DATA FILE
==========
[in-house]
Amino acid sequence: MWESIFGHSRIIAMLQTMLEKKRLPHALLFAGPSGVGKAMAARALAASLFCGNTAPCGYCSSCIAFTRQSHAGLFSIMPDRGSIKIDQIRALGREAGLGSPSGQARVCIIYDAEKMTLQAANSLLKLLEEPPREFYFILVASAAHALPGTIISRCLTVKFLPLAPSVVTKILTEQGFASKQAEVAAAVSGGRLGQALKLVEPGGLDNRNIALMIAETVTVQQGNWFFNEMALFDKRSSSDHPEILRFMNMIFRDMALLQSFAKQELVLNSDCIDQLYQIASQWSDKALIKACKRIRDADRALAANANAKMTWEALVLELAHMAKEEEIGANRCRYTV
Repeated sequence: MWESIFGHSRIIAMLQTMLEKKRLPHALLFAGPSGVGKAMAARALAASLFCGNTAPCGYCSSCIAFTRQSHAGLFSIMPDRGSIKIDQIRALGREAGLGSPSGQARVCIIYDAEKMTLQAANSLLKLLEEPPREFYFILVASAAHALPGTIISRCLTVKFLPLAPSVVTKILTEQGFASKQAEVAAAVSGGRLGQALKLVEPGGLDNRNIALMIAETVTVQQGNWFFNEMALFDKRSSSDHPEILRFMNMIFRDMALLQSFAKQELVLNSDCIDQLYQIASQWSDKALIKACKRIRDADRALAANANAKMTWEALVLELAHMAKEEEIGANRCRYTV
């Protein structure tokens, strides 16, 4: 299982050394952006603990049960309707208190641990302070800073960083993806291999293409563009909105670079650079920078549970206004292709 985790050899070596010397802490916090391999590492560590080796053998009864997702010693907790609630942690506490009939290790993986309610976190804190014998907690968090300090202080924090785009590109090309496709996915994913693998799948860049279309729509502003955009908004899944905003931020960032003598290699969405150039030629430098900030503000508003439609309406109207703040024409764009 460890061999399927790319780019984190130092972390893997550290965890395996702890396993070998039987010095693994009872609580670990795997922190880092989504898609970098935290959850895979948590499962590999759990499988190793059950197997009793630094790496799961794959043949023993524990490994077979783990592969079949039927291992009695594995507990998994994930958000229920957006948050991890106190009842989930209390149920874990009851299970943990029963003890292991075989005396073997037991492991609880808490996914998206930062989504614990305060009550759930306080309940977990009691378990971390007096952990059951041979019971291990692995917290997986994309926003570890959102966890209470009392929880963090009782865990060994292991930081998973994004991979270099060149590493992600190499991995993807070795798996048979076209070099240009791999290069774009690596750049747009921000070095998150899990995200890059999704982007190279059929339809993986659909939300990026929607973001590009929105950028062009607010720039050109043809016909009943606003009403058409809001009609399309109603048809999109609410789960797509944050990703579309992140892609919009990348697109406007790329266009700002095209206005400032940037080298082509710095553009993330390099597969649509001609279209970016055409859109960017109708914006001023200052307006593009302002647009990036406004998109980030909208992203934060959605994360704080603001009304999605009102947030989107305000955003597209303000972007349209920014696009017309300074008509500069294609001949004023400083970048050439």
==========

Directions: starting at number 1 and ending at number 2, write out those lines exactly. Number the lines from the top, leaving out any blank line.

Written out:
[in-house]
Amino acid sequence: MWESIFGHSRIIAMLQTMLEKKRLPHALLFAGPSGVGKAMAARALAASLFCGNTAPCGYCSSCIAFTRQSHAGLFSIMPDRGSIKIDQIRALGREAGLGSPSGQARVCIIYDAEKMTLQAANSLLKLLEEPPREFYFILVASAAHALPGTIISRCLTVKFLPLAPSVVTKILTEQGFASKQAEVAAAVSGGRLGQALKLVEPGGLDNRNIALMIAETVTVQQGNWFFNEMALFDKRSSSDHPEILRFMNMIFRDMALLQSFAKQELVLNSDCIDQLYQIASQWSDKALIKACKRIRDADRALAANANAKMTWEALVLELAHMAKEEEIGANRCRYTV